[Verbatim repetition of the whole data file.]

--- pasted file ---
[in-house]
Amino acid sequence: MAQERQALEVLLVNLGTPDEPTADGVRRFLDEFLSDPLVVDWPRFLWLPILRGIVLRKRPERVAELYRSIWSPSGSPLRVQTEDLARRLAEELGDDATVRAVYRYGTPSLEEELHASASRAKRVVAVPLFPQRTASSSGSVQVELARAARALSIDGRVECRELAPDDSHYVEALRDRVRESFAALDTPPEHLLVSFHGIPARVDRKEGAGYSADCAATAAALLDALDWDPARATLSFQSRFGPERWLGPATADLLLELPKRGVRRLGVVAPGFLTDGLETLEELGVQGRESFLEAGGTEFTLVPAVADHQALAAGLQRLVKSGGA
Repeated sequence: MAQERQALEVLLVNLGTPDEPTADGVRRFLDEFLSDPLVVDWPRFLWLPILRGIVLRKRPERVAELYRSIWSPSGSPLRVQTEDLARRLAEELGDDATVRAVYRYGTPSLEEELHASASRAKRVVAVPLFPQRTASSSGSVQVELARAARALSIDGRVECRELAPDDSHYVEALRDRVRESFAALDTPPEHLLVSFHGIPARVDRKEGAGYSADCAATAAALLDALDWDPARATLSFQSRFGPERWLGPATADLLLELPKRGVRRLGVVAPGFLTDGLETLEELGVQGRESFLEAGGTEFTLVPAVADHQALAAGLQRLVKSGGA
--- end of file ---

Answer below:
[in-house]
Amino acid sequence: MAQERQALEVLLVNLGTPDEPTADGVRRFLDEFLSDPLVVDWPRFLWLPILRGIVLRKRPERVAELYRSIWSPSGSPLRVQTEDLARRLAEELGDDATVRAVYRYGTPSLEEELHASASRAKRVVAVPLFPQRTASSSGSVQVELARAARALSIDGRVECRELAPDDSHYVEALRDRVRESFAALDTPPEHLLVSFHGIPARVDRKEGAGYSADCAATAAALLDALDWDPARATLSFQSRFGPERWLGPATADLLLELPKRGVRRLGVVAPGFLTDGLETLEELGVQGRESFLEAGGTEFTLVPAVADHQALAAGLQRLVKSGGA
Repeated sequence: MAQERQALEVLLVNLGTPDEPTADGVRRFLDEFLSDPLVVDWPRFLWLPILRGIVLRKRPERVAELYRSIWSPSGSPLRVQTEDLARRLAEELGDDATVRAVYRYGTPSLEEELHASASRAKRVVAVPLFPQRTASSSGSVQVELARAARALSIDGRVECRELAPDDSHYVEALRDRVRESFAALDTPPEHLLVSFHGIPARVDRKEGAGYSADCAATAAALLDALDWDPARATLSFQSRFGPERWLGPATADLLLELPKRGVRRLGVVAPGFLTDGLETLEELGVQGRESFLEAGGTEFTLVPAVADHQALAAGLQRLVKSGGA